Journal of Postgraduate Medicine
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LETTER
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Year : 2013  |  Volume : 59  |  Issue : 4  |  Page : 342  

Respiratory Hoover's sign

E Garcia-Pachon, I Padilla-Navas 
 Section of Respiratory Medicine, Hospital General Universitario, Elche, Spain

Correspondence Address:
E Garcia-Pachon
Section of Respiratory Medicine, Hospital General Universitario, Elche
Spain




How to cite this article:
Garcia-Pachon E, Padilla-Navas I. Respiratory Hoover's sign.J Postgrad Med 2013;59:342-342


How to cite this URL:
Garcia-Pachon E, Padilla-Navas I. Respiratory Hoover's sign. J Postgrad Med [serial online] 2013 [cited 2021 Apr 11 ];59:342-342
Available from: https://www.jpgmonline.com/text.asp?2013/59/4/342/123190


Full Text

Sir,

Sekerci and Sarikcioglu [1] recently revised the characteristics of Hoover' sign for testing functional weakness in neurological patients. It should be noted that with the same eponymous term we can refer to a sign from the physical examination in respiratory patients. This respiratory Hoover's sign consists in the paradoxical inward movement of lower ribs during inspiration, and was first described [2] by the same physician, Charles Franklin Hoover (1865-1927), than described the neurological sign.

Hoover's sign is a very frequent finding in patients with chronic obstructive pulmonary disease (COPD), and its presence increases with the severity of the disease. [3] Because it is a sign easy to recognize in the clinical sitting, and with a relatively high agreement between observers, we proposed its use for detecting obstructive airway disease. [4] The presence of Hoover's sign in patients with COPD is independently related with higher values of dyspnea both at rest and on exertion, higher body mass index, number of exacerbations, and number of prescribed drugs for this disease. [3] Due to these characteristics, we consider that this respiratory Hoover's sign would be useful in predicting outcomes in COPD. [5]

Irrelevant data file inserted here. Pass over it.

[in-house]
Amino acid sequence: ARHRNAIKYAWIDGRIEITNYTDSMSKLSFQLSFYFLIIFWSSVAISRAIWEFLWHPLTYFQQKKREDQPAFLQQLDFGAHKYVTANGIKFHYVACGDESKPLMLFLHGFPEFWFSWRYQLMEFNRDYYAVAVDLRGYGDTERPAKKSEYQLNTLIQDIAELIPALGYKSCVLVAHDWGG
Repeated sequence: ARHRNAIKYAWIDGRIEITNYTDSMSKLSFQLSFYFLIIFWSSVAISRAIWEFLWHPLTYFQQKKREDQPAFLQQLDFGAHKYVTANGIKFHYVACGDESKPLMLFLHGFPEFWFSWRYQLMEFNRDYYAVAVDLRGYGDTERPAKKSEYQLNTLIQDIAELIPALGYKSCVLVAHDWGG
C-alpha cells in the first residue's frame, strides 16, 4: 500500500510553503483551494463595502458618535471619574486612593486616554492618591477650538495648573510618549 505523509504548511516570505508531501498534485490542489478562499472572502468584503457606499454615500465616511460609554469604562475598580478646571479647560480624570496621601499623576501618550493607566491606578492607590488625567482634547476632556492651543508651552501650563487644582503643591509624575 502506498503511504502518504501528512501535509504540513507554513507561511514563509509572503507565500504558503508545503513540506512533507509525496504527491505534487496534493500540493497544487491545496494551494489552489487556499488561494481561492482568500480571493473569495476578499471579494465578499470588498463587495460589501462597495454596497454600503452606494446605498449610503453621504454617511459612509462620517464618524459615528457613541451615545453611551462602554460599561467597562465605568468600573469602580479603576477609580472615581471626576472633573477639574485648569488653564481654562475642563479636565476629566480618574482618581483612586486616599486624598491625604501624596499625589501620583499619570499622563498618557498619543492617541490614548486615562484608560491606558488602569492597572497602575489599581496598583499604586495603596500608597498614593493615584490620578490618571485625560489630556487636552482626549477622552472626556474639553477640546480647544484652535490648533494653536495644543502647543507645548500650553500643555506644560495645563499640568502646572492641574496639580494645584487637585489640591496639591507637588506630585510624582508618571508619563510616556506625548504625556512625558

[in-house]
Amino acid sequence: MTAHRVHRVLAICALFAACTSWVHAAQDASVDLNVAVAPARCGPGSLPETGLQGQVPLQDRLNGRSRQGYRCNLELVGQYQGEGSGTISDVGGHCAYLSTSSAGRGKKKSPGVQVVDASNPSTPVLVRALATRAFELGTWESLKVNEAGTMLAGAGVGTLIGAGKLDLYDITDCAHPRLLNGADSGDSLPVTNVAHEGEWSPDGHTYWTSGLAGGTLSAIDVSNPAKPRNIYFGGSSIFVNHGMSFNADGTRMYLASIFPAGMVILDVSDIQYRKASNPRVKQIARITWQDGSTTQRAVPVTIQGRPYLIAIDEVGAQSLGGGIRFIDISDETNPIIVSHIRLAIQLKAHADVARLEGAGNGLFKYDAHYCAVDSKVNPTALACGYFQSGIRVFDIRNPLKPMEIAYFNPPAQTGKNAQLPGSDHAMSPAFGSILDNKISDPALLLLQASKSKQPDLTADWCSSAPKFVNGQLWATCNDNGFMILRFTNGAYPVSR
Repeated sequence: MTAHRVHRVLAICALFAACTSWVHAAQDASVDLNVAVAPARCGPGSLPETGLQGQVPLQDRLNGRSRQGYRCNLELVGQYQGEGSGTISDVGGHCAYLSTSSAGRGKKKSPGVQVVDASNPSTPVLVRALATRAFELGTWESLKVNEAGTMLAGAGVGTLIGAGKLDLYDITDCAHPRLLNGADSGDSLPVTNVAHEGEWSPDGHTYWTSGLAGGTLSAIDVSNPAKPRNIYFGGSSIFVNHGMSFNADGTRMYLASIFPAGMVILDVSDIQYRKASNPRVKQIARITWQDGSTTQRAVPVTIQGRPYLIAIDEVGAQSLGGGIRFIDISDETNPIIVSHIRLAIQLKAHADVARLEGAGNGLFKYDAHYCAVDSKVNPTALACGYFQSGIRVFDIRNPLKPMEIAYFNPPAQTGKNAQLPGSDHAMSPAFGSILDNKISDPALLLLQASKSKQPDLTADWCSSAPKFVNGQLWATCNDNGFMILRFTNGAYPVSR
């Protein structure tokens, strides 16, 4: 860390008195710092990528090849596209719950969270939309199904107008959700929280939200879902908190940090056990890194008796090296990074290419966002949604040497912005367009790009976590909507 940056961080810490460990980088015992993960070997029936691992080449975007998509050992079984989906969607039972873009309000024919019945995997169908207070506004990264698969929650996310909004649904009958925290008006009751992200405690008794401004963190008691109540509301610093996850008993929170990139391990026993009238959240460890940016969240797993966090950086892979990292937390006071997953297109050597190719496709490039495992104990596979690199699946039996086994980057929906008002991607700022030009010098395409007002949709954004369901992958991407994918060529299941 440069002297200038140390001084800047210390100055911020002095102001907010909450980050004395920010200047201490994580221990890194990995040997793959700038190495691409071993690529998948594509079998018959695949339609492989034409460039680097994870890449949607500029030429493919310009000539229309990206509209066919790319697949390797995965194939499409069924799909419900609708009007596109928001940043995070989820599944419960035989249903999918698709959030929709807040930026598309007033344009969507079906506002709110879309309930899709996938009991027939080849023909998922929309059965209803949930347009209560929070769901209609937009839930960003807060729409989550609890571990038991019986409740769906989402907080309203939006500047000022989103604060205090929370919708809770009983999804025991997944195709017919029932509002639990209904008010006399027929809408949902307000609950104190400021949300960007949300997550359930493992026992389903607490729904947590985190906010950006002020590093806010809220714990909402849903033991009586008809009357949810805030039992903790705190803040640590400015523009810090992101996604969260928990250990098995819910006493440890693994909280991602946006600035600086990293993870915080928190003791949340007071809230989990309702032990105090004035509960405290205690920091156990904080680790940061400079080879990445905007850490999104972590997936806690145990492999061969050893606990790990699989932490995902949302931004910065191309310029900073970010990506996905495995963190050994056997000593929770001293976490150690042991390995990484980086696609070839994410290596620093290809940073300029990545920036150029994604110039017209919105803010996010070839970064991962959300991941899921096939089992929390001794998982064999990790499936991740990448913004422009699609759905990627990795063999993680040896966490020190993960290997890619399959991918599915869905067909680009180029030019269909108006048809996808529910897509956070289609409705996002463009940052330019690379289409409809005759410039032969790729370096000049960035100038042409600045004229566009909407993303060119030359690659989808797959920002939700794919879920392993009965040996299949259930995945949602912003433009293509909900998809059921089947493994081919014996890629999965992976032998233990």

In order to know whether one (neurologic or respiratory) sign predominates in the literature use, we have made a brief search on PubMed for Hoover's sign (and Hoover sign) in title/abstract. Thirty-tree references have been retrieved, 16 refer to the neurological Hoover's sign and 17 to the respiratory Hoover's sign. Consequently, physicians should be aware that the use of the eponymous term 'Hoover's sign' can refer to different clinical situations.

References

1Sekerci R, Sarikcioglu L. Hoover's sign. J Postgrad Med 2013;59:216-7.
2Hoover CF. The diagnostic significance of inspiratory movements of the costal margins. Am J Med Sci 1920;159:633-46.
3Garcia-Pachon E, Padilla-Navas I. Frequency of Hoover's sign in stable patients with chronic obstructive pulmonary disease. Int J Clin Pract 2006;60:514-7.
4Garcia-Pachon E. Paradoxical movement of the lateral rib margin (Hoover sign) for detecting obstructive airway disease. Chest 2002;122:651-5.
5Garcia-Pachon E, Padilla-Nava I. Predicting outcomes in chronic obstructive pulmonary disease. N Engl J Med 2004;350:2308-10.

 
Sunday, April 11, 2021
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